The stored information is graphic and alpha-numeric; attributes describing the physical characteristics of the represented element correspond to each polygon represented on the map.

How BDAC was created?

2.1. Why this information is gathered

The information is gathered to create a knowledge bank that allows future catastrophes to be prevented.

2.2. Stages of the development of BDAC

The information stored on BDAC has been obtained in the following way:

2.2.1. Photo-interpretation and verification in the field.

Based on the characteristics of the terrain -height above sea level, slope, orientation, roughness, morphology-, and signs left by the path of avalanches, above all in forests, the areas susceptible to generating and being affected by avalanches are delimited. Using aerial photographs and orthophotos taken in the summer, these effects are discovered. With the help of digital elevation models, slopes that could trigger an avalanche are revealed. Verification of these effects is subsequently made in the field.

Avalanche Database of Catalonia (BDAC) Graphic information, Alpha-numeric information, Avalanche zones, Surveys Avalanches

Avalanche Database of Catalonia (BDAC)

Graphic information, Alpha-numeric information, Avalanche zones, Surveys Avalanches

2.2.2. Survey:

A survey is carried out in the field, preferably with the older generation, to gather information about avalanches in the past, of which it is difficult to find traces today. This survey is also carried out on people who work in the mountains. The information obtained is contrasted with the information obtained during stage one.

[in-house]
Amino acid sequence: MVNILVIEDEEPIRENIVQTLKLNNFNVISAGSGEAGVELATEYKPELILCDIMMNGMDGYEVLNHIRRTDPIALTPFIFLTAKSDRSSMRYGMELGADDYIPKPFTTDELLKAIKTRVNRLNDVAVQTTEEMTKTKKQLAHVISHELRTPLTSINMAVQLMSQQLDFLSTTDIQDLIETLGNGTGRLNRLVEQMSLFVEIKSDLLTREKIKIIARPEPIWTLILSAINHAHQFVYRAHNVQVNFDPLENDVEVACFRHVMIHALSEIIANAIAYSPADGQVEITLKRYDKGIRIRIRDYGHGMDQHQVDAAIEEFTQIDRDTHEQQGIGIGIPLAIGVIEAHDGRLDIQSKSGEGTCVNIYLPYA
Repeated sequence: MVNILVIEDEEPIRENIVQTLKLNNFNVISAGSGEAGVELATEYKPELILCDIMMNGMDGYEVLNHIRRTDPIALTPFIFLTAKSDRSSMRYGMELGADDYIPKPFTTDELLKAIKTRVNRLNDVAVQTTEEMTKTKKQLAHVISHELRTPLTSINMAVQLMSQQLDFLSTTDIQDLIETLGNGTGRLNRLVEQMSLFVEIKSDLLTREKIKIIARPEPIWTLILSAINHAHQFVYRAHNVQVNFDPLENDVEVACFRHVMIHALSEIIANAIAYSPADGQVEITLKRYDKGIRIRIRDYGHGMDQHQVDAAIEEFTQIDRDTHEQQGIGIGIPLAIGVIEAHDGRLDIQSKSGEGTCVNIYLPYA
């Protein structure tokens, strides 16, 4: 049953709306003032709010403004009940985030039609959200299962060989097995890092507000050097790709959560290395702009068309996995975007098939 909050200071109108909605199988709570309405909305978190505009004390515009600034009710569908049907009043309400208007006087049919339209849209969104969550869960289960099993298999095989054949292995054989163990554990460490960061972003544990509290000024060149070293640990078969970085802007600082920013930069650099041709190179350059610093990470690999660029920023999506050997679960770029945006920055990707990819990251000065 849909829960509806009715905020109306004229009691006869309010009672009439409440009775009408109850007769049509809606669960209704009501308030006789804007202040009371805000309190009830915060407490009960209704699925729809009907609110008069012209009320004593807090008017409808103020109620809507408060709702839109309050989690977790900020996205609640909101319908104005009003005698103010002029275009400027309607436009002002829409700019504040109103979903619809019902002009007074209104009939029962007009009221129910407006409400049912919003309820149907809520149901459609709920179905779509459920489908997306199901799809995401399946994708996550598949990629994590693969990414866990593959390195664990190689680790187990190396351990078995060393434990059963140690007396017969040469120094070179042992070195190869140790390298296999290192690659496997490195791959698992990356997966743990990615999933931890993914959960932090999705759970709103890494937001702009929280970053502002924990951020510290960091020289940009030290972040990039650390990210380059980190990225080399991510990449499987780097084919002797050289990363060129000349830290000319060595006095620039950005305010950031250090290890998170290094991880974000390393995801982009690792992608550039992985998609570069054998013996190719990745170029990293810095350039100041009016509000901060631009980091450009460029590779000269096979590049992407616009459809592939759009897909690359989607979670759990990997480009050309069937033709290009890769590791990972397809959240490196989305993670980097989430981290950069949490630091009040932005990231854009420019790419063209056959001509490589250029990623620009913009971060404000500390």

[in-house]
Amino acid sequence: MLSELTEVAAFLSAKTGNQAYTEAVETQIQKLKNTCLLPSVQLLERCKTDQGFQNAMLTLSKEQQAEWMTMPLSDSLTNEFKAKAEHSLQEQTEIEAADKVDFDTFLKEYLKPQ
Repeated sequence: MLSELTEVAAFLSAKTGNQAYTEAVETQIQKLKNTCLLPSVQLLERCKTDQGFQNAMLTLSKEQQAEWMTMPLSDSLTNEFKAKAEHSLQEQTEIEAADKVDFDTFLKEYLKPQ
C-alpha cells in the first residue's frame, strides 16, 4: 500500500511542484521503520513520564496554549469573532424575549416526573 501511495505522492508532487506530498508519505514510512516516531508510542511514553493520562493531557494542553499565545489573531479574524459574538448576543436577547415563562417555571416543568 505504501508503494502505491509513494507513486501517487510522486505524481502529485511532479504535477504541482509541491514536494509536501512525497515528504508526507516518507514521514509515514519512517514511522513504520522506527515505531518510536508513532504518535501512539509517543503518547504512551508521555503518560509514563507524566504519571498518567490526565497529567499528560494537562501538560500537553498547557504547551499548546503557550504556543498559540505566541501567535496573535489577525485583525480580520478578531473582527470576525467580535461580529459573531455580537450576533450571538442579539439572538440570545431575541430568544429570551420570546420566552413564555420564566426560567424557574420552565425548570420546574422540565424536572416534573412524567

2.2.3. Winter monitoring:

Since the 1986/7 season, but particularly as of the largest incidents during the 1995/6 season, avalanche activity has been monitored and mapped. The network of observers in Catalonia -formed by ski resorts, mountain refuge keepers, countryside wardens and nivologists-, technicians from the Conselh Generau d'Aran (General Council of Aran) and the Meteorological Service of Catalonia, the Fire Brigades of the Generalitat de Catalunya and Aran, together with technicians from the Cartographic and Geological Institute of Catalonia, are responsible for this task. Information is also received from people who send us their observations.

Structure of the contents of BDAC

The information on BDAC is structured based on three mapping concepts:

Avalanche Path (AP): Information regarding an area exposed to avalanches, resulting from the analysis of the terrain and of the signs that avalanches leave in their path, mainly with regard to vegetation.

Avalanche Survey (AS): Information regarding an avalanche observed, resulting from a survey of inhabitants of the area where the phenomenon took place.